Raspberry Pi


As you may have gathered, this site is running on a Raspberry Pi. I have been using the Pi to run my Web site and email servers for a number of years now. Initially on a Pi 2, then upgraded to a 3 and now the model 4. The O/S is a standard Rasperian Buster distro, with Apache2, MySql, PHP providing the Web Service and Citadel the Email service. And you know what, it is almost brilliant. I will come on to the ‘Almost’ part in a moment, but first lets concentrate on the Brilliant.

The Rapsberry Pi 4 is a doddle to set-up. There is massive support for this little device out there, with active forums, and lots of good open-source applications to get your teeth into. The solution to most problems is usually just a DuckDuckGo query away, and when that doesn’t work a quick sojourn to StackOverflow will usually result in a response within a few minutes.

I have my Raspberry Pi running headless (VNC to log-on and WinSCP for file transfer) with storage provided by a 256GByte SD card. Result is an acceptable (at least for me) Web and Email server running 24/7 and consuming almost no power. I can back up in a matter of minutes, and whilst I do try to minimise the risk of the site being hacked, should the worst happen, all I have to is re-write the SD card from back-up.

Almost Brilliant

The Almost bit. Well I had been a little bit too ambious. I originally constructed the Web Site myself. I implemented a simple, but reasonably effective CMS (Content Management System) which provided for injecting HTML for headers, footers, sidebars, background etc. i.e segregating layout from content. However I then decided that I would like to start a Blog, and rather than try to re-invent all the functionality that goes with good blogging software, I would use WordPress. My first implementation worked, ( I created directory called ‘Blog’ under my Web-Site and installed WordPress in ‘Blog’) , but it looked, as you would expect, like two disparate systems.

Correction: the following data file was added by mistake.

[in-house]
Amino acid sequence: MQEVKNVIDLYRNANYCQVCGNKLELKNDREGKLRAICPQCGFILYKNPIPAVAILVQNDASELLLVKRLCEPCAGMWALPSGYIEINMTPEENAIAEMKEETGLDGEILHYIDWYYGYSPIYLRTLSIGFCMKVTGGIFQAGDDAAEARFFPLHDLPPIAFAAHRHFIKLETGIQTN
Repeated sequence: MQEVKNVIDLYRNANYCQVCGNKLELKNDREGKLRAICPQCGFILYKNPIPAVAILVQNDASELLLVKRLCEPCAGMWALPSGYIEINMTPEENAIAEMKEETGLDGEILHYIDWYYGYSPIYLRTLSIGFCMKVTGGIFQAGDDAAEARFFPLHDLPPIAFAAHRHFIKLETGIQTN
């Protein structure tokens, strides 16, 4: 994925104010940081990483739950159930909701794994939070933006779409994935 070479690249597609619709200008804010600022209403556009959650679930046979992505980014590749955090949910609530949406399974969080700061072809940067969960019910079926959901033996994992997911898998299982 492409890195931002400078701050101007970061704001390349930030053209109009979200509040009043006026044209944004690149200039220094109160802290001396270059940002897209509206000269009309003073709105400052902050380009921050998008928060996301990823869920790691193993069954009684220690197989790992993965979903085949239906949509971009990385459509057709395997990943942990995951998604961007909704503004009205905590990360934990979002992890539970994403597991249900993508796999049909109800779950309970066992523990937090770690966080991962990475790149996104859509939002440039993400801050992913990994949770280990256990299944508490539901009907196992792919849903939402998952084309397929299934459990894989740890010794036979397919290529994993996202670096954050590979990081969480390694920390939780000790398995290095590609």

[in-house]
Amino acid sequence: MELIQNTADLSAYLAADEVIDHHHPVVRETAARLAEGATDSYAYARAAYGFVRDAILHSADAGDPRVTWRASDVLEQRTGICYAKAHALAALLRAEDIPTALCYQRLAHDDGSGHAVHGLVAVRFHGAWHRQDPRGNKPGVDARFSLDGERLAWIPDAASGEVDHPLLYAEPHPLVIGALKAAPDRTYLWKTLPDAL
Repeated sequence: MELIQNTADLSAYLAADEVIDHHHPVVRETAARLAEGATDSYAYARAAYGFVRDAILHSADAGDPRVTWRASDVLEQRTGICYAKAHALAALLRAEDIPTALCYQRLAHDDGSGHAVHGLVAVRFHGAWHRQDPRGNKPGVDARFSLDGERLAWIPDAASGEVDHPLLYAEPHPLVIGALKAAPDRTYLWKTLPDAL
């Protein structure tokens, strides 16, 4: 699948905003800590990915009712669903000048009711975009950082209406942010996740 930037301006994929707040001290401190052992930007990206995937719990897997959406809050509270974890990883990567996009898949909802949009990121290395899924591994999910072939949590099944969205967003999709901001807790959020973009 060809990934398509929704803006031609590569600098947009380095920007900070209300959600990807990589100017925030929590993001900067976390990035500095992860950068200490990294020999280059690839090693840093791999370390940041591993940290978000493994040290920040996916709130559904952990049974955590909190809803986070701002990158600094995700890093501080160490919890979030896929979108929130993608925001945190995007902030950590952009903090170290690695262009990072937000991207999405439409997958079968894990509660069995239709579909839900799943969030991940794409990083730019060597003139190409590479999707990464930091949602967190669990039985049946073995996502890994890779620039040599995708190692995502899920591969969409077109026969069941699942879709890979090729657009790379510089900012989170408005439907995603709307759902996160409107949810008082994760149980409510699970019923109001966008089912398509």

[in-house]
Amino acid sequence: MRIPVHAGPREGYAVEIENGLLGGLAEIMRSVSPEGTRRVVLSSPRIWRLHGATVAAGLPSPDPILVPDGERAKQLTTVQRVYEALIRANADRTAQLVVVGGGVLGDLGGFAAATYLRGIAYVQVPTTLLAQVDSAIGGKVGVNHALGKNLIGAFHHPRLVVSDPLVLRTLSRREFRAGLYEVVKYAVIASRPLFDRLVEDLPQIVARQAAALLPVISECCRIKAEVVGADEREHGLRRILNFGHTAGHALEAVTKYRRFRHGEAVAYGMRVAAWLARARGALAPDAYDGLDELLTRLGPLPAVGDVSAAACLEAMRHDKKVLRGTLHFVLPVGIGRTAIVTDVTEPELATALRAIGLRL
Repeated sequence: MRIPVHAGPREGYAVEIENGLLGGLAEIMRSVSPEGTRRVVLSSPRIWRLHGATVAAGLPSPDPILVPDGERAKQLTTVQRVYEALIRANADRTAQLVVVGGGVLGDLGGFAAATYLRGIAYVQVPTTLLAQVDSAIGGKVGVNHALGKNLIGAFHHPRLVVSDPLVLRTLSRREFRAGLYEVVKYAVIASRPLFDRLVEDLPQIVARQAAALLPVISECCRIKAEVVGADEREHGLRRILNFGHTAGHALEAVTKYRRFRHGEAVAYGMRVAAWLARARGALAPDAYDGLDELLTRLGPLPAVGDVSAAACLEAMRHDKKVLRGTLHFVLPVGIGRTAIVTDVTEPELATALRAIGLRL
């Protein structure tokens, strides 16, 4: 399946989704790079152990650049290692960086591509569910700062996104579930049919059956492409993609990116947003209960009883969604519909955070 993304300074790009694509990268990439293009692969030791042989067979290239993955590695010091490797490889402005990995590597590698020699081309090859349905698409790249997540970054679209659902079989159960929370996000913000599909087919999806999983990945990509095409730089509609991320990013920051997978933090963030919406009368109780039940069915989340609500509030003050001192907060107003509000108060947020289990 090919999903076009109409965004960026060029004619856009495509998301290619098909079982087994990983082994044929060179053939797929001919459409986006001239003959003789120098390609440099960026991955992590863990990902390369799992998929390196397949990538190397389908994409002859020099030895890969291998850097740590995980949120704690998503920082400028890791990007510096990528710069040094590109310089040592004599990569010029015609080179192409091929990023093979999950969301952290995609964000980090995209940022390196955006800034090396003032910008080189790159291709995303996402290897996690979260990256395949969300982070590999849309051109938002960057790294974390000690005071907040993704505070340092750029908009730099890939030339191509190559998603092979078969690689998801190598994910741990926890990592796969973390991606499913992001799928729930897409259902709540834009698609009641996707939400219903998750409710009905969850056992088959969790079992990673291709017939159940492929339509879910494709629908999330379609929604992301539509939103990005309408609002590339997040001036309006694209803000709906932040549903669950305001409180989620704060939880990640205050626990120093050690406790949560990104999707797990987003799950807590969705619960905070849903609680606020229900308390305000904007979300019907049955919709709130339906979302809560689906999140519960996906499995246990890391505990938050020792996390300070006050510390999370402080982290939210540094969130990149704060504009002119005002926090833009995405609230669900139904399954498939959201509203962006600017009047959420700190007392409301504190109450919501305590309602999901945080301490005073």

I then fully integrate my Web Site with the WordPress site. In addition, being a good citizen, I switched to HTTPS (not that there is anything that needs encrypting on this site) . The result: A fully integrated WordPress web-site that looks and feels like a single site. It is much easier to manage than it would have been had I perservered with my own system, and it does look and feel like coherent web site. But, being served up on the Pi 3, it was painfully slow. I was pushing the poor old Raspberry Pi 3 to its CPU limits.

 I am keeping faith with my little Raspberry Pi.

Reliability as a Server

I have been using the Raspberry Pi for my server now since around 2015. (Basically since the release of the Pi 2). Initially there were reliability issues, in that the system (Raspian, Apache, MySql) would need restarting on a fairly regular basis (at least once every three weeks). These days however it is far more reliable. In the last eighteen months I have only experienced two none scheduled down times. Admittedly, I have been doing more work with the sever, which means I have been executing restarts and reconfigurations, but even so it does seem a pretty stable set-up. (At least for less than £100 it does.)


Immediately that the server went live, it was attacked. It is behind a fiewwall, but, of course, as a Web and Email Server it has a number of open ports. I have taken all the usual precautions re: usernames and passwords, removed remote Login access for root and pi, and I have also configured Fail2Ban to monitor and annoy anyone trying to get into the system. A big thank you to the Fail2Ban guys, and I would highly recommend anyone who is exposing their Pi to the internet to install this piece of software.

The server is also running on its own internal network (basically a DMZ), so should some one succeed in breaking through, they would not be able to (immediately) access any of my other PCs.